Last week, the number-one rated television show in the U.S. was ABC’s 20/20 interview with Bruce Jenner. It garnered a 5.2 rating among 18-49 year-olds, which in context, is nearly 300% more viewers than an episode of “Dancing With The Stars” and 150% of Big Bang Theory’s weekly viewership.

The broadcast featured Diane Sawyer in conversation with Bruce Jenner, one of America’s most popular and favorite Olympic athletes, cereal box personalities, and role models, and the step-father and co-founder of reality television shows featuring the Kardashian’s.

The show focused on Jenner’s lifetime desire to transition from male to female, and his current stage in living life as a woman.

Is it any wonder that the show was telecast over Shabbat Tazria-Metzora?

I think that the producers of 20/20 are obviously quite wise and chose this past Shabbat on purpose.

The double portion Torah reading tells the story of individuals who are deemed metzora, which causes a state of ritual uncleanliness and temporary banishment. The person goes through an intimate ritual that restores their dignity and absolves them of any stigma. They are happily welcomed back with joy and celebration. I am not saying that a transgender person or anyone who is uncomfortable with their cisgender birth assignment is to be deemed unclean. But I am saying that, in the past, transgender people were stigmatized and isolated, and lived as a metzora.

Just as boxing promoter Frank Maloney’s transition from male to female caused a sensation in England several years ago, and opened up the possibility for many others to change, I believe that Jenner’s public revelations as a wealthy white male transitioning to female will affect the attitudes of many towards trans-men and trans-women.

Whether you loved his bravery and openness, or you thought it was a cunning ploy for future revenue, his revelations gave us an opportunity to discuss transgender issues in the Jewish community.

Within the organized American Jewish community there are many trans-friendly changes in progress. Some synagogues and community centers no longer label their restrooms using the binary classification of men/women. Restrooms are deemed “all gender” and are open to all or no gender identifications. There are synagogues that invite transgender and gender expansive people to mark their name changes or transitions with a Jewish ritual on the pulpit or mikveh; and for those shuls with a mechiza separation, they allow each individual to decide where they wish to sit and pray. A few institutions have changed their ads to read “all genders welcome” instead of “open to men and women, boys and girls,” and have included the terms “gender expression” and “gender identity” in the non-discrimination policies. Some have organized classes to study gender in Jewish texts (for example, in the Book of Jonah why does the fish change genders?) and have dialogues to help to reach out and to welcome transgender congregants and members.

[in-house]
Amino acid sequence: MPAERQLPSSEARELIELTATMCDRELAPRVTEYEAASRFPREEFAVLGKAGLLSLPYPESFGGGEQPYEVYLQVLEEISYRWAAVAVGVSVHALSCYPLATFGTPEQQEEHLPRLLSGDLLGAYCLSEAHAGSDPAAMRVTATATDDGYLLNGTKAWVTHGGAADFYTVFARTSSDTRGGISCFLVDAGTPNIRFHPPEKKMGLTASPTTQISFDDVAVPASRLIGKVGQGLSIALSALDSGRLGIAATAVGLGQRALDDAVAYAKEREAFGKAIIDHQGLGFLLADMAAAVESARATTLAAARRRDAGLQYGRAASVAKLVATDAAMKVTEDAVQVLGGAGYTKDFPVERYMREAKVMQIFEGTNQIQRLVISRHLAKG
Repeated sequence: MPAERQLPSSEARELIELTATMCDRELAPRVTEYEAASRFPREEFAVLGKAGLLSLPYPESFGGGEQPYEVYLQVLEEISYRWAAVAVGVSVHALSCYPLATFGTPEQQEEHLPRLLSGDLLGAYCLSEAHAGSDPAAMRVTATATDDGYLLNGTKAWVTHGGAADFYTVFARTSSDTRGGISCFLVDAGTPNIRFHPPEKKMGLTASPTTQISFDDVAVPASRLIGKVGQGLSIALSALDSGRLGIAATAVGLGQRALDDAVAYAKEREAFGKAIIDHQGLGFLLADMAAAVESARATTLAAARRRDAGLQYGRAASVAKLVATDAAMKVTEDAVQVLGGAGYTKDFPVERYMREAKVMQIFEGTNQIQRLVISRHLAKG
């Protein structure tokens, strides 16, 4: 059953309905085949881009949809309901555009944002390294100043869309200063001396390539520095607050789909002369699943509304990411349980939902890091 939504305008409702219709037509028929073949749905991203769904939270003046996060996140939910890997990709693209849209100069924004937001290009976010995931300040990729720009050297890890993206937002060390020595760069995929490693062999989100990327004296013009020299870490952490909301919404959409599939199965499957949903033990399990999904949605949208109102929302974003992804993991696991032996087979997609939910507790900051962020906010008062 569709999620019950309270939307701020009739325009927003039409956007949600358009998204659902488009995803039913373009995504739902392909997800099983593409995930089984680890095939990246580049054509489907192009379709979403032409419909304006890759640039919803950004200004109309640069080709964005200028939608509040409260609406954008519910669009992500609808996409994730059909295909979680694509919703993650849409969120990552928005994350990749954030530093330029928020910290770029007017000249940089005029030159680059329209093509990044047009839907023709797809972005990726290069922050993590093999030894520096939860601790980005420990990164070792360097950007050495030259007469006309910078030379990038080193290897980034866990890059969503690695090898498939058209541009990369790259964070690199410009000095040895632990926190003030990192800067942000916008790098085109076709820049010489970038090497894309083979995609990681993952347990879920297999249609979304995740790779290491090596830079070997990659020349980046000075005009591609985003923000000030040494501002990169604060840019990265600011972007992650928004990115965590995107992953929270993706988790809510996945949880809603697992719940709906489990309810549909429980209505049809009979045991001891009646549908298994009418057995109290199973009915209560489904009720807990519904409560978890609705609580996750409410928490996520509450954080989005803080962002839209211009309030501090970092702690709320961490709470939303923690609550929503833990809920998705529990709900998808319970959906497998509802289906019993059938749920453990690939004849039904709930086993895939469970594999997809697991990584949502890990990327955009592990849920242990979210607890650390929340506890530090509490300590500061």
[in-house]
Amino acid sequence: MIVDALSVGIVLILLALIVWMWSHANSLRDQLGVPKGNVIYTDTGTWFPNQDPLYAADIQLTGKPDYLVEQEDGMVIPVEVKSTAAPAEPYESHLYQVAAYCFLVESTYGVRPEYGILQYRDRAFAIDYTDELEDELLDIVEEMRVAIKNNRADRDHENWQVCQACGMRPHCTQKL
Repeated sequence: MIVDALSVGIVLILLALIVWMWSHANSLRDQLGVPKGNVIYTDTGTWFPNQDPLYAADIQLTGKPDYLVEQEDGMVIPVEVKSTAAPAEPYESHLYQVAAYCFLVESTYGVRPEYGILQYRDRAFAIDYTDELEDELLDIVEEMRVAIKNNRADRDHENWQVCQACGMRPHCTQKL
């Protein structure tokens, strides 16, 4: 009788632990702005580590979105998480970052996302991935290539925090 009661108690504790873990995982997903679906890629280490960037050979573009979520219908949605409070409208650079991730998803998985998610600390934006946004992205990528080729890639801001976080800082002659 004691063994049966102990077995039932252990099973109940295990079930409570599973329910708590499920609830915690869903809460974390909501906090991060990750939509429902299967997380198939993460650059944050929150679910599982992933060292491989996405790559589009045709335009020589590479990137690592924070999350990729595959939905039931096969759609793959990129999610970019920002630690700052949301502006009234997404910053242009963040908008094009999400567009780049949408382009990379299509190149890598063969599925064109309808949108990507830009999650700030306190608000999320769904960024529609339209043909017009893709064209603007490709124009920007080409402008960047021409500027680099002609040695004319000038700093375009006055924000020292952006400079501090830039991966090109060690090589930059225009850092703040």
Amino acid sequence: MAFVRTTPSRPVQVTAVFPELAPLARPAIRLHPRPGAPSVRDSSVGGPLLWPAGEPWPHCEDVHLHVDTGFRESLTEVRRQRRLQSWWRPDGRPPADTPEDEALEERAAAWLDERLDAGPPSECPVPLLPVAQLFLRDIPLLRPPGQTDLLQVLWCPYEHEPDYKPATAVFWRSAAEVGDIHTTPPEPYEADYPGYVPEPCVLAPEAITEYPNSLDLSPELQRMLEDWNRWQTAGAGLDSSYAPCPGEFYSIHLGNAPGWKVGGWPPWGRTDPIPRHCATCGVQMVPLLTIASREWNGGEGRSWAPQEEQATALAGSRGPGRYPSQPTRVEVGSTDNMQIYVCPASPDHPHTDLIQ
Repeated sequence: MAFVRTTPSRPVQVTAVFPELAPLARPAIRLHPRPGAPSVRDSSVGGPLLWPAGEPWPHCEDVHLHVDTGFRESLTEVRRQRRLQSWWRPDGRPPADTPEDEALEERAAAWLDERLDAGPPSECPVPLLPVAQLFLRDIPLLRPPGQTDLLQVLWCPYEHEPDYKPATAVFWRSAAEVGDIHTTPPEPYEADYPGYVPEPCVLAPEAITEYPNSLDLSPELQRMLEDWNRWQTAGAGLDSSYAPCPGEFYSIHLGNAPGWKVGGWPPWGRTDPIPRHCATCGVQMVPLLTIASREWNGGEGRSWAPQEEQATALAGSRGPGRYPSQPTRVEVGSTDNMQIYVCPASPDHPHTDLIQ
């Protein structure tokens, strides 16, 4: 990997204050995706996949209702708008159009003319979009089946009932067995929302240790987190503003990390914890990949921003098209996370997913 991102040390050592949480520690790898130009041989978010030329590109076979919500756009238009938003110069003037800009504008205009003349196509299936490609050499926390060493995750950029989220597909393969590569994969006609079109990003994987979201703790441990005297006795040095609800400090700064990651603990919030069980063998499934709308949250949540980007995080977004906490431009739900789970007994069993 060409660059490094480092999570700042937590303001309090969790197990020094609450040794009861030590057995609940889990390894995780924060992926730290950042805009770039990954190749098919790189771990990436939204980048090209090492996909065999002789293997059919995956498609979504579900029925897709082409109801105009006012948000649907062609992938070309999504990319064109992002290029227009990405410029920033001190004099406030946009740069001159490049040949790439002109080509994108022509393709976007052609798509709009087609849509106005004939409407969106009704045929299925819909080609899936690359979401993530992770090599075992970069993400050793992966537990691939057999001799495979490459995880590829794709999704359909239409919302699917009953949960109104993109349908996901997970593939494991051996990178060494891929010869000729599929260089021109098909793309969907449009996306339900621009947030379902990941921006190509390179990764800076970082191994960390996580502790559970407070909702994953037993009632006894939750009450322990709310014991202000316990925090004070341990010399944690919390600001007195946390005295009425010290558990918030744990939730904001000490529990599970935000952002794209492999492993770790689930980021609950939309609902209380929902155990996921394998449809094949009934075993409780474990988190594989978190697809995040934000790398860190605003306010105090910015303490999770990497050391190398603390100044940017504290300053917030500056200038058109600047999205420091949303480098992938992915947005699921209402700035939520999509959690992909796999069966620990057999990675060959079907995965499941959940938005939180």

Last year, the award winning online series, “Transparent” by Jill Soloway told the story of a Jewish family, in which the patriarch of the family is transitioning. It was based on the life of Soloway’s father.

Last month, Tom Chai Sosnik, 13, came out as transgender in his Tehiya Jewish Day School in El Cerrito, CA and was blessed by Rabbi Tsipi Gabai (see below). Rabbi Gabai said, “Tom came to us last year in seventh grade after really suffering in sixth grade in his school in Fresno. I could see that as a girl, Tom was very unhappy. He confided in me that he was not happy with his body. I could see what he was feeling was real, genuine and painful.” Esti, his mother confirmed that Tom was viciously bullied in Fresno, and that was the reason that she and her husband, Udi, both immigrants from Israel, moved their family to the more liberal Bay Area.

Several synagogues have transgender rabbinical leaders. They include, Rabbi Becky Silverstein at the Pasadena Jewish Temple and Center’s (PJTC); Rabbi Reuben Zellman at Congregation Beth El in Berkeley; and Rabbi Elliot Kukla is a chaplain at the Bay Area Jewish Healing Center.

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